9. Kevin McMurtrie Silver badge

    Intelligence will never catch on

    Various psychology, illusion, and hypnosis vulnerabilities still aren't fixed in living brains even centuries after being exploited in the wild. All are no-touch, remotely exploitable, 10/10 severity and nobody can find the maintainer. Come on, who leaves a debugging interface like hypnosis running in production?

  10. Norman Nescio Silver badge

    Gödel, Escher, Bach...

    I think someone needs to read Chapter 4 of Gödel, Escher, Bach, or even the whole of the book.

    The point being that if you can move the LLM prompt to a meta level once, you can keep doing it, and no scanner will be able to capture all breakout attempts*. The question that remains is if an LLM that is sufficiently simple** not to be exploitable in this manner is still complex enough to be useful.

    *There will always exist a record that can destroy record player X

    **It's basically the Halting Problem. The LLM has to evaluate the input to determine if it is dangerous. Not only can some inputs not be evaluated in finite time (Turings Halting Problem), some cannot be evaluated (Gödel's first incompleteness theorem). You know from the start that the scanner is going to be imperfect.


    1. Claptrap314 Silver badge

      Re: Gödel, Escher, Bach...


      *** If the record player is high fidelity enough

      I think it should be reasonably easy to train these systems to ignore commands in the input until majic token "X" next appears, where "X" is 20 random characters generated separately for each input.

    2. Anonymous Coward
      Anonymous Coward

      Re: Gödel, Escher, Bach...

      Yeah, the amount of ignorant hubris this generation of models embody is pretty stunning. They can't possibly made to work properly they way they are being used and are being built. You raise one of brace of other implied proofs that make it clear that this will fail, and some of the whys and whats that we are already seeing.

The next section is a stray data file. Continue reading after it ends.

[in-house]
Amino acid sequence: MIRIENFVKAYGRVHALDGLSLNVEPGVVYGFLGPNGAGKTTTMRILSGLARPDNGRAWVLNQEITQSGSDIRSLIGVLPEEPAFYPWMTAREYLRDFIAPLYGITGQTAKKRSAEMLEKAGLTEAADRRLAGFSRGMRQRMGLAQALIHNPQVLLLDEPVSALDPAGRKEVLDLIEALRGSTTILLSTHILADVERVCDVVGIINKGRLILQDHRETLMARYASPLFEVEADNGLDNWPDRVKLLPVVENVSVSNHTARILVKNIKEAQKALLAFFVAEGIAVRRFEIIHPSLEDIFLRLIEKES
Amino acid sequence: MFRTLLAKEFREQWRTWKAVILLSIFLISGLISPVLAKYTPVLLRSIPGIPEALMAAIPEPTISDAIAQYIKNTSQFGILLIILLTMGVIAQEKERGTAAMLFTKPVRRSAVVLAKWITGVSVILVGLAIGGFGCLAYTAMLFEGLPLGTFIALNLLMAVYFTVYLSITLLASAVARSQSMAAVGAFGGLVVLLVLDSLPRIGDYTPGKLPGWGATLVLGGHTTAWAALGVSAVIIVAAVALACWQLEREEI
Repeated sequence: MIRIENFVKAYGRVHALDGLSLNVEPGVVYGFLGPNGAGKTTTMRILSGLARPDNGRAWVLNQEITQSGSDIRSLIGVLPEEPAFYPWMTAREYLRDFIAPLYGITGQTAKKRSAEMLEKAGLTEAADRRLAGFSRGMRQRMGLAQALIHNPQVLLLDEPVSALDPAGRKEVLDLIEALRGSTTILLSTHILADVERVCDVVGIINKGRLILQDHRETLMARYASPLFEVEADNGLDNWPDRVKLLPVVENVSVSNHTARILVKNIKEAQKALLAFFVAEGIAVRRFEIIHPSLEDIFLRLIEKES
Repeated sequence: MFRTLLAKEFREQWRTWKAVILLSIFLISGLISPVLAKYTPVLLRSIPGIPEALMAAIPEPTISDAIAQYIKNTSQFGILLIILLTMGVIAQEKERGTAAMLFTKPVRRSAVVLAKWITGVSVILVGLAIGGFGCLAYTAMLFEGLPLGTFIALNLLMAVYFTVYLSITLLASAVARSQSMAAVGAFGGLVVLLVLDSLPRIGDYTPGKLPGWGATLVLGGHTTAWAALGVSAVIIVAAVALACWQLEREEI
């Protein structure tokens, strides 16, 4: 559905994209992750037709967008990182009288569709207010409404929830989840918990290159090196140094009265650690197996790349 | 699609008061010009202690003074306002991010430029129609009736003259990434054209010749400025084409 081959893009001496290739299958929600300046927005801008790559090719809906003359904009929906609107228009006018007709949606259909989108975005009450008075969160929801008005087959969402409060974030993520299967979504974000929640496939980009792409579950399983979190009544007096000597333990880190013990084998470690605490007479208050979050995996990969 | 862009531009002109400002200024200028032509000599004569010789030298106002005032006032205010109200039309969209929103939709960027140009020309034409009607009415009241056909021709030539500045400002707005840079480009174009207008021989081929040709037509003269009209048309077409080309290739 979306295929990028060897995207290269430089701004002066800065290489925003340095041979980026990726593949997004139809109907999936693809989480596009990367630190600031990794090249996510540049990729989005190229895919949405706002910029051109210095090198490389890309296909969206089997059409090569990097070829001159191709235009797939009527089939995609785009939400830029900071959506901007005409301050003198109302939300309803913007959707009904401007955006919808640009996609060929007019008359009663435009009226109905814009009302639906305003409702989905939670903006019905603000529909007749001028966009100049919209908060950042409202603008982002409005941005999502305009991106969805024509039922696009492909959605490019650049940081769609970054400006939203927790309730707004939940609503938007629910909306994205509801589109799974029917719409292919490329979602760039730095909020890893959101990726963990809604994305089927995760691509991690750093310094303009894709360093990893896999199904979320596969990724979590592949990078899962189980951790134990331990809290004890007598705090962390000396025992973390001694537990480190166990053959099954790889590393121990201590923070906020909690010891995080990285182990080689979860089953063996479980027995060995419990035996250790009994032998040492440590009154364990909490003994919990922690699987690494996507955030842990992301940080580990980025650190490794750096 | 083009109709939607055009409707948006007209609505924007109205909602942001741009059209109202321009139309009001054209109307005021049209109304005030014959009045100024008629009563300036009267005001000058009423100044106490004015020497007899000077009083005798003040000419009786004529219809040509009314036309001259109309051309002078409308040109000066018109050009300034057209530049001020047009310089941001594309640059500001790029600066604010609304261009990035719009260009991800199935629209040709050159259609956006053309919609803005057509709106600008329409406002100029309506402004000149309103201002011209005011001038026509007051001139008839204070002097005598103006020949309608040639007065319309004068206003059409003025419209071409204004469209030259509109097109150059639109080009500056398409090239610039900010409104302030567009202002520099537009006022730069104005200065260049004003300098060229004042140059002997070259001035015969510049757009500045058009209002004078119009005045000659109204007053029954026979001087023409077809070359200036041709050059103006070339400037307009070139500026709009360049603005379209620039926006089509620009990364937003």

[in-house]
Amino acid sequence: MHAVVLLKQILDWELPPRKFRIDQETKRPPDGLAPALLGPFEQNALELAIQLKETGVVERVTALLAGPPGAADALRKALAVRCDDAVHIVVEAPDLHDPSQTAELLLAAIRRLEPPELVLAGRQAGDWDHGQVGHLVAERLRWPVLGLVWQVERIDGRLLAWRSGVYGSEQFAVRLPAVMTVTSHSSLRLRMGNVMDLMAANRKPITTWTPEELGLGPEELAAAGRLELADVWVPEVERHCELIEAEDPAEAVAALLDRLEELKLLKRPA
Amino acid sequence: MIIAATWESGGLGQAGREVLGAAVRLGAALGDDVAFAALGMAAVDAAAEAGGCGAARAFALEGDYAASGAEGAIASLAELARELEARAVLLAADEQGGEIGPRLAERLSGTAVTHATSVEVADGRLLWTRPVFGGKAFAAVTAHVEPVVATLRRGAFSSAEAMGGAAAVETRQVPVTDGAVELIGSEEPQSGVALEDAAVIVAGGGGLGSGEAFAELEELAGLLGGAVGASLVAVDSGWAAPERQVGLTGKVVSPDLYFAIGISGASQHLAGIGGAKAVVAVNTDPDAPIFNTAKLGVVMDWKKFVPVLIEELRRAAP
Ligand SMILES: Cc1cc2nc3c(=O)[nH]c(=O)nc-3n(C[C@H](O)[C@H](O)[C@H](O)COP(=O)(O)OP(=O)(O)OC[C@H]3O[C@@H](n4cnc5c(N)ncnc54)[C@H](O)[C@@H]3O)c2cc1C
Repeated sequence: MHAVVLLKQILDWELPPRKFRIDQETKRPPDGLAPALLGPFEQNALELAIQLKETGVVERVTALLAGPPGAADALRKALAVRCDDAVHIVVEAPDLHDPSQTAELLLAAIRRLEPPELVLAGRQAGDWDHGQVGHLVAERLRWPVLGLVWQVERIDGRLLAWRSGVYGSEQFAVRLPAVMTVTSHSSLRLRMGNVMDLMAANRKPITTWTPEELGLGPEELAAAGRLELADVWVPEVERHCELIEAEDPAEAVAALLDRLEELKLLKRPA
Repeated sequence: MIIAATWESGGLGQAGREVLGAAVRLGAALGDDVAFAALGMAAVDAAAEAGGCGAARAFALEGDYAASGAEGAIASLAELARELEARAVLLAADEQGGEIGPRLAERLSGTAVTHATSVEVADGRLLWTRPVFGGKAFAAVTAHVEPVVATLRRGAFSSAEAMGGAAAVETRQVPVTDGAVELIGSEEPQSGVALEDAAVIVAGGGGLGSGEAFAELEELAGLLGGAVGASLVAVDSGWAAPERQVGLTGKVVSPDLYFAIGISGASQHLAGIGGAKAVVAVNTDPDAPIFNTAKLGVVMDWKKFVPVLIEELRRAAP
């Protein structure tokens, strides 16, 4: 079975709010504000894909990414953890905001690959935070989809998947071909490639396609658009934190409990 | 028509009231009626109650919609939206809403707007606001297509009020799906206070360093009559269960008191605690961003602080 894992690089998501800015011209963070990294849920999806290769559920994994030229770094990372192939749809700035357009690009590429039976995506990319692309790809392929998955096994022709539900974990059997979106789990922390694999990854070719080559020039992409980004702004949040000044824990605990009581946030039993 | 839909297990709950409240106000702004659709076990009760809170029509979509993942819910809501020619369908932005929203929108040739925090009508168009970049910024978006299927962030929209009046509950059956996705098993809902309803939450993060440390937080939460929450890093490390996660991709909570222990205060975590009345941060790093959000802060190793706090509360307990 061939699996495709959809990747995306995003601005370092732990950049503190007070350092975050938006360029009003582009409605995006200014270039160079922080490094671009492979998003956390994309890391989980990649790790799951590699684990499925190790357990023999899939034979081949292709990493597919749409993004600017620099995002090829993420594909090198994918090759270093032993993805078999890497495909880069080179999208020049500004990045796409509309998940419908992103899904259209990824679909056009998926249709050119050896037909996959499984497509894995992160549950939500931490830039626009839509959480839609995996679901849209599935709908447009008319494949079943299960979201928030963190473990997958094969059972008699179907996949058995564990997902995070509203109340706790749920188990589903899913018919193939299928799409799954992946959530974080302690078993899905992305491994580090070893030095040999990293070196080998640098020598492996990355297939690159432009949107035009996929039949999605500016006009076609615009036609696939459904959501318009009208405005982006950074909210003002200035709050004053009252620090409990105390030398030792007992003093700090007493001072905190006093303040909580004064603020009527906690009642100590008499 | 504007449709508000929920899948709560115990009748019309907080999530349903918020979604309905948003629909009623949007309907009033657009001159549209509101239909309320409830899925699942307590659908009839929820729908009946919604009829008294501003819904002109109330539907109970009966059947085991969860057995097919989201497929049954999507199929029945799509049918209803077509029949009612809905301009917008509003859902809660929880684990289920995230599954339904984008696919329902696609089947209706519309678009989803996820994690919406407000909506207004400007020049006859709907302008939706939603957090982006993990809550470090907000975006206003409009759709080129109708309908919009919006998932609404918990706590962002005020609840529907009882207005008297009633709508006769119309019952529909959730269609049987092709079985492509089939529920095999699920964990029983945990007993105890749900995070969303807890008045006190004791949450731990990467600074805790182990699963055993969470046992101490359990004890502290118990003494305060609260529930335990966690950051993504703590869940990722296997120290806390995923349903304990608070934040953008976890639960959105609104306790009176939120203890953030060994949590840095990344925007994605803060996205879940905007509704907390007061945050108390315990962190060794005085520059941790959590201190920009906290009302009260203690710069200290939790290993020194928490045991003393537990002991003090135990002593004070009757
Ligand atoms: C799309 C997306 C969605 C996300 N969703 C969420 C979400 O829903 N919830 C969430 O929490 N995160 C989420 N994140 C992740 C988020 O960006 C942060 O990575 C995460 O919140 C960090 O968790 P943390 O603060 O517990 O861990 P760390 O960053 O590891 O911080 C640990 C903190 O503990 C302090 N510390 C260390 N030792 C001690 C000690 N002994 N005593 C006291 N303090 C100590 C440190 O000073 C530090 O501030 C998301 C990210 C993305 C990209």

Why and how did primarily English speaking scientists, linguists, and programmers ever mistake "Natural Language" English as a suitable grammar for building a machine learning model off of?

      English and most other languages are intrinsically flawed in their ability to express ideas or instructions unambiguously, and any comprehensive model of an existing human grammar will by definition be able to express statements that are misleading, invalid, impossible, or ambiguous(either as vagueness or by possessing different semantically correct interpretations of the same syntactically correct statements.)

      We chose to fail.

  11. Anonymous Coward
    Anonymous Coward

    A better threat example

    The example are wanting - a hacker can make GPT say garbage things back to the same hacker. Where is the damage?

    The threat is when a third party can poison the training data. And let's leave out politics because ... it's already so poisonously boring, among other things.

    Now suppose a company's help system for service agents recommends that a large sum of money be transferred to a customers bank account, but only when the customers name is Bernie Madoff. So usually it goes undetected. Now let's suppose that the initial training data was OK, and that could never happen. But then the company upgraded to an incremental learning system, and that's where things went wrong.

    1. This post has been deleted by its author